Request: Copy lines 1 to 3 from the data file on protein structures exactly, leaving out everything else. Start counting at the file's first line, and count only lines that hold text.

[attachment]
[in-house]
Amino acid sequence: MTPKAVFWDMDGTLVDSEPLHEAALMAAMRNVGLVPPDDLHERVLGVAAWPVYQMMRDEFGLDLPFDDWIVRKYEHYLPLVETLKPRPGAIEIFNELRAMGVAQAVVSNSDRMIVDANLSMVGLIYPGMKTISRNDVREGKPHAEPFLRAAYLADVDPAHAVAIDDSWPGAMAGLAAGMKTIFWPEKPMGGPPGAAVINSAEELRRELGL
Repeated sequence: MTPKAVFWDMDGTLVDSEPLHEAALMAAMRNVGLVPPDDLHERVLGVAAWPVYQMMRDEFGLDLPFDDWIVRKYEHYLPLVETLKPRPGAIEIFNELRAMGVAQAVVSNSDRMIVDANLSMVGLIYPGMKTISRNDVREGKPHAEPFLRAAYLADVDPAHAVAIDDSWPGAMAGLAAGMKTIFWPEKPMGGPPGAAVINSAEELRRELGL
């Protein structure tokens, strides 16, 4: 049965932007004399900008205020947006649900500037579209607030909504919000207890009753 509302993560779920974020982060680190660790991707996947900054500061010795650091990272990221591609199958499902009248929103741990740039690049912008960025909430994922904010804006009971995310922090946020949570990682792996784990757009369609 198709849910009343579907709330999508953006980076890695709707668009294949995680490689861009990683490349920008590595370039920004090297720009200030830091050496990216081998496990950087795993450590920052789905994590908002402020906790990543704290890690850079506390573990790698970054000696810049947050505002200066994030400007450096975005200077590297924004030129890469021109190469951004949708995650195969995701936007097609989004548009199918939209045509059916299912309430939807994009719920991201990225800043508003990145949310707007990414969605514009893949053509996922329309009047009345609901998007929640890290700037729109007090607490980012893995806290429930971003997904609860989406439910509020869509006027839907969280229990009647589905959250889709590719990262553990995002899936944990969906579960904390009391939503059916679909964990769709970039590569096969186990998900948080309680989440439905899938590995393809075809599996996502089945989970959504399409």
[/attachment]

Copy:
[in-house]
Amino acid sequence: MTPKAVFWDMDGTLVDSEPLHEAALMAAMRNVGLVPPDDLHERVLGVAAWPVYQMMRDEFGLDLPFDDWIVRKYEHYLPLVETLKPRPGAIEIFNELRAMGVAQAVVSNSDRMIVDANLSMVGLIYPGMKTISRNDVREGKPHAEPFLRAAYLADVDPAHAVAIDDSWPGAMAGLAAGMKTIFWPEKPMGGPPGAAVINSAEELRRELGL
Repeated sequence: MTPKAVFWDMDGTLVDSEPLHEAALMAAMRNVGLVPPDDLHERVLGVAAWPVYQMMRDEFGLDLPFDDWIVRKYEHYLPLVETLKPRPGAIEIFNELRAMGVAQAVVSNSDRMIVDANLSMVGLIYPGMKTISRNDVREGKPHAEPFLRAAYLADVDPAHAVAIDDSWPGAMAGLAAGMKTIFWPEKPMGGPPGAAVINSAEELRRELGL